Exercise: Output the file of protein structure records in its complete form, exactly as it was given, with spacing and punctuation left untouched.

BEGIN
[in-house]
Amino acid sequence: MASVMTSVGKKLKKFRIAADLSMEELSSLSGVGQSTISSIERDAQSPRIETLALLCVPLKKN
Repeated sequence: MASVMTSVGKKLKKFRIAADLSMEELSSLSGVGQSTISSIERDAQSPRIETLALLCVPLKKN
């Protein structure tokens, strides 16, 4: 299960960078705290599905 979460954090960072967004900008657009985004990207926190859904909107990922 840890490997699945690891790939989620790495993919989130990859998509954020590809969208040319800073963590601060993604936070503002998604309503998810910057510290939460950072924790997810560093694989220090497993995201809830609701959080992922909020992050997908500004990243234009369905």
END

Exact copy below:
[in-house]
Amino acid sequence: MASVMTSVGKKLKKFRIAADLSMEELSSLSGVGQSTISSIERDAQSPRIETLALLCVPLKKN
Repeated sequence: MASVMTSVGKKLKKFRIAADLSMEELSSLSGVGQSTISSIERDAQSPRIETLALLCVPLKKN
């Protein structure tokens, strides 16, 4: 299960960078705290599905 979460954090960072967004900008657009985004990207926190859904909107990922 840890490997699945690891790939989620790495993919989130990859998509954020590809969208040319800073963590601060993604936070503002998604309503998810910057510290939460950072924790997810560093694989220090497993995201809830609701959080992922909020992050997908500004990243234009369905």